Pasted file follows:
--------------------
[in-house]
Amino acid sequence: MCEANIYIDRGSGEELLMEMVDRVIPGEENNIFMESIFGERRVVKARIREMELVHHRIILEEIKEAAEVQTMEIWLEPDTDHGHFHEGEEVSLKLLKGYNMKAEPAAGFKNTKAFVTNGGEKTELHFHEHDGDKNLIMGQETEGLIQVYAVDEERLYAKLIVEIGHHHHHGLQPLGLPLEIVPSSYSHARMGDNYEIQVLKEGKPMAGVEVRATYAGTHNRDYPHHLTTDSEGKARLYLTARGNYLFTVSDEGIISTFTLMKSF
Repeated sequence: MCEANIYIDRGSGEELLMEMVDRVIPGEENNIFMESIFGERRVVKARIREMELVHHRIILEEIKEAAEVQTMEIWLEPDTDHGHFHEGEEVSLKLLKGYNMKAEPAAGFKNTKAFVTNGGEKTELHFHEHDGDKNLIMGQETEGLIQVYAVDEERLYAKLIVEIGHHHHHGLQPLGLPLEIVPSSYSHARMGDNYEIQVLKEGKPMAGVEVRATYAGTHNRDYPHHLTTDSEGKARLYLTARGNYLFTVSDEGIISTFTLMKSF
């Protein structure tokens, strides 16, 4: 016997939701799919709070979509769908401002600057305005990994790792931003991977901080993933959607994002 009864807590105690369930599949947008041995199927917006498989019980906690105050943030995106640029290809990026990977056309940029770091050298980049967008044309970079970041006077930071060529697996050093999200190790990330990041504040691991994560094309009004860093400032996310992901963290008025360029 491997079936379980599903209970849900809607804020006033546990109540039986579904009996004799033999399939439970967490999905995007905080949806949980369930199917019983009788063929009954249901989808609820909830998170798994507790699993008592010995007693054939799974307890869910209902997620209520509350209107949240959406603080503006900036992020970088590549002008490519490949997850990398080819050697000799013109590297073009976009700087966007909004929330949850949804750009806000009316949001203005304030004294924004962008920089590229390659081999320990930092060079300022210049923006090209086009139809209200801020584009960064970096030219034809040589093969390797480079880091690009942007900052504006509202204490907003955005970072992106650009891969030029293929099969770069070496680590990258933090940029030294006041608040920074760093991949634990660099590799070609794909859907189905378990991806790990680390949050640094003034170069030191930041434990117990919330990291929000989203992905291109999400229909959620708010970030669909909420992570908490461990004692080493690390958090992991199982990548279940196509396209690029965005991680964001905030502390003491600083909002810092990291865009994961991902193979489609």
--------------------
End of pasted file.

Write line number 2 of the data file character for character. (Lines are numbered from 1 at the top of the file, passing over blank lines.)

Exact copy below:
Amino acid sequence: MCEANIYIDRGSGEELLMEMVDRVIPGEENNIFMESIFGERRVVKARIREMELVHHRIILEEIKEAAEVQTMEIWLEPDTDHGHFHEGEEVSLKLLKGYNMKAEPAAGFKNTKAFVTNGGEKTELHFHEHDGDKNLIMGQETEGLIQVYAVDEERLYAKLIVEIGHHHHHGLQPLGLPLEIVPSSYSHARMGDNYEIQVLKEGKPMAGVEVRATYAGTHNRDYPHHLTTDSEGKARLYLTARGNYLFTVSDEGIISTFTLMKSF